Sunday, February 7, 2010

An embrace of the intoxication poured out of Europe

Europe is a spill of coffee on the white saucer on the Spanish coast. Drinking the smooth, thick café al fresco and within view of the Mediterranean, it is also the sugar cube dropped in.

There are particulars of pockets and packing lists that could weigh down the traveler. But so often these are forgotten in dreams of Paella and the myriad possibilities of pâtisserie. (Chocolate ruffles, pain au chocolat, and croissants layered in stories of butter.) It is good to lose oneself, better than forcing too much thought on how many euros are in your hands and how much weight is (or isn't) on your shoulders.

All things in life rely on a good balancing act. Get carried away. Drink enough wine to follow the Italian banter at the dinner table. If you don't drink wine, induldge in panna cotta and try to savor it - one of the biggest challenges posed by Italian cuisine.

These infatuations (which often lead to ecstasies) can be healthily tempered by mindful preparations. Have a budget, make it limber. Decide what you'll pack, leave half of it at home. There is the essential - the water bottle, the pocket knife - and then there is the 300-page guide. Skim it in the months and weeks before your trip, tear out 15 pages that you really believe will benefit you, and relax.

The perfect packer will inevitably lose a pair of underwear (mine was eaten by a yellow lab in Southern France). When you forget something, or leave it on a train, you'll buy or find another. And if you don't need it, leave it for someone else. A woman biked up to me in Millau, France, gesturing to the book I had purposefully left on a bench - well-read and ready for a new pair of eyes. I took it and left it on another seat. Often WWOOF farms have boxes or mudrooms filled with trinkets, clothes, and occasional treasures gifted by past volunteers. From these collections I got a very pleasant farming shirt and to them left books and clothes of my own. You will meet people that may want that extra t-shirt, or an aspiring mountaineer who could use the extra layer that you'll never need while touring Holland in the summertime. Get rid of it and enjoy your lessened load.

Envelope yourself in the continent, the seas, the ocean. And keep your ears and eyes open for recommendations to the perfect tapas bar or a vineyard looking for workers to get their hands grape-stained. There are opportunities and extraordinary events and moments everywhere. Keep sniffing! Talk to people, watch documentaries, read guides if you'd like before you go. Once you're there, your senses - all six of them - will take you much farther than anyone's advice could.


  1. Jenny,

    Great stuff here. You write beautifully! I did this sort of thing during my college years and it was incredible for the building-of-character. I miss those free-spirited days! Tell me, whatis WWOOF-ing? I've no clue!


  2. Hello, Laurie! Thank you so much for taking the time to read up. It seems to me that you are still a free spirit!

    WWOOF-ing stands for "Willing Workers on Organic Farms." My partner and I used this international network to find host farmers to live with while traveling abroad. You can go to for more information.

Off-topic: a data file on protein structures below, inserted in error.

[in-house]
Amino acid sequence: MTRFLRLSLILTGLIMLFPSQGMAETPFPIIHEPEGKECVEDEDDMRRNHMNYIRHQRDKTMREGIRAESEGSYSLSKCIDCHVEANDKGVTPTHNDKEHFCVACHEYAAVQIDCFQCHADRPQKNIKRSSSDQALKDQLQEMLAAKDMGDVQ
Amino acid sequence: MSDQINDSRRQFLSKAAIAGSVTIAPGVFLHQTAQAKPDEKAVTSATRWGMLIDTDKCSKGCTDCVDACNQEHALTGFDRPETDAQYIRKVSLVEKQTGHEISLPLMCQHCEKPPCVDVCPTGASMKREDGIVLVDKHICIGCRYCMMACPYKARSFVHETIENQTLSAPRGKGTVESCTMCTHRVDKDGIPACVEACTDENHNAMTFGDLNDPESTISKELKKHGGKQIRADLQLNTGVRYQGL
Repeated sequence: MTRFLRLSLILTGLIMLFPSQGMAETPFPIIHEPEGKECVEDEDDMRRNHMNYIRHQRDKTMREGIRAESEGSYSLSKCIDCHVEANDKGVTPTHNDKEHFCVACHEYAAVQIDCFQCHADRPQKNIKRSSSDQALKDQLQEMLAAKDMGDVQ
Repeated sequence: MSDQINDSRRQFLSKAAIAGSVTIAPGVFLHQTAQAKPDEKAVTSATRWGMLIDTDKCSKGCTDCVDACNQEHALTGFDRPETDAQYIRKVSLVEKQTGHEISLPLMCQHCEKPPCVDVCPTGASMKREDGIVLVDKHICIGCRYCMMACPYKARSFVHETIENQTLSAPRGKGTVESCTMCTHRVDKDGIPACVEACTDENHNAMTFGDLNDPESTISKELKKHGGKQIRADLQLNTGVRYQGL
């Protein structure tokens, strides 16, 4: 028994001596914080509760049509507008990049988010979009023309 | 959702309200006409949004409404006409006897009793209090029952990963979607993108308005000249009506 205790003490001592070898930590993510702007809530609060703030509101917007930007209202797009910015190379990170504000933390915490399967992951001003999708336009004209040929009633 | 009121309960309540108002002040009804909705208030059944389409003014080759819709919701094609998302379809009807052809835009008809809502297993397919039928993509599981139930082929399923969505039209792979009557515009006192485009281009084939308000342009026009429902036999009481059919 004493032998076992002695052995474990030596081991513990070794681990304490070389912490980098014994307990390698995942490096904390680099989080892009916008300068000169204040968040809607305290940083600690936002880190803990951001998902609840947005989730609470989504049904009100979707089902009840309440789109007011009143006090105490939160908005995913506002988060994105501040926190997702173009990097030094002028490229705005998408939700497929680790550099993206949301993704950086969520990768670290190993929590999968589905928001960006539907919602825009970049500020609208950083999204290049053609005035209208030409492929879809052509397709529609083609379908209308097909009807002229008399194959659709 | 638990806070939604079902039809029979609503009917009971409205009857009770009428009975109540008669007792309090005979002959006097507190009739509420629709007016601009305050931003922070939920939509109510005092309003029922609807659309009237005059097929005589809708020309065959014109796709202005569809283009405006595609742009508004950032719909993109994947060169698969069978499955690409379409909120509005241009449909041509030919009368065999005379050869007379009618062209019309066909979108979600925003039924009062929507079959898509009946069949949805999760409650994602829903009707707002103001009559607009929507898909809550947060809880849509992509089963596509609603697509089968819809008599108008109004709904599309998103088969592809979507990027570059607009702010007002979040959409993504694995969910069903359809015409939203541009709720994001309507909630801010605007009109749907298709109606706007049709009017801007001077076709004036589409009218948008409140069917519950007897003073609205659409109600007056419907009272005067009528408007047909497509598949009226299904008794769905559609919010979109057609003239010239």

Take care, Jenny

  3. Hi Jenny and Matt,

    My partner and I have just joined Wwoofing Italy and your blog - with its details of experiences on specific farms - was just what we were looking for.
    I realise that you didn't want to badmouth farms by giving specific details on your blog, but was wondering if you would mind emailing me with any suggestions about farms to avoid? Also, you are the second person who has reccomended Cascina del Finocchio and I'd love to know what it was that you enjoyed about your time there.
    Fantastic reading about your travels - makes me all the more excited for ours.

  4. Hello Jenny :- )
    Good to read that :-) I'm actually a french young girl getting ready to wwoof this summer in Canada. I enjoyed to read your stories, tips, memories about your wwoofing experience! I am getting so excited. So I am waiting now to read some advice-tips about packing advice. I try to fing the "perfect" backpack fro this trvek! Not easy... So if you have some advice I'll be very grateful.
    Cheers from south of France :- )

  5. Hi Jenny and Mat. My name is Makeez.
    I too have the same question like the other girl. I've joined Wwoofing and doing as much research as possible. It's a bit tough, because they're not good about getting back to you, so I know I'll have to make phone calls instead(which is preferred anyways). Anyhow, can you PLEASE tell me which places to avoid in both France and Italy. I'm already nervous and traveling alone for the first time. Sigh.

    And yes, what is the deal with Cascina del Finocchio? I'd love to know too.

    Thanks so much for you blog. If you could do another one for what to pack, gears, essentials, some suggestions you NOW recommend after backpacking, things to avoid, places to definitely avoid, etc...

    Anything to help another girl out! Thank you guys!

    Safe travels and God bless the both you.

  6. Hello Jenny!
    As I read more and more blogs of your trip abroad the more excited I get about planning my own.
    I'm planning to wwoof around Europe and I'm curious as to how you planned your own trip, including; dealing with the bureaucracies of the countries and how you had to deal with them (visa/work permits). Any advise will help.
    Brian (

  7. Hi Jenny

    My name is Anna, and I'm about to go to Europe from Canada to start wwoofing (for an indefinite amount of time, preferably a long time). I'm planning to start in southern Spain (because I hear they have good weather in the winter), and am feeling unsure about the whole do i need a visa or not thing...

    You have a lovely blog, if you have a chance to give me any tips, my email address is as follows: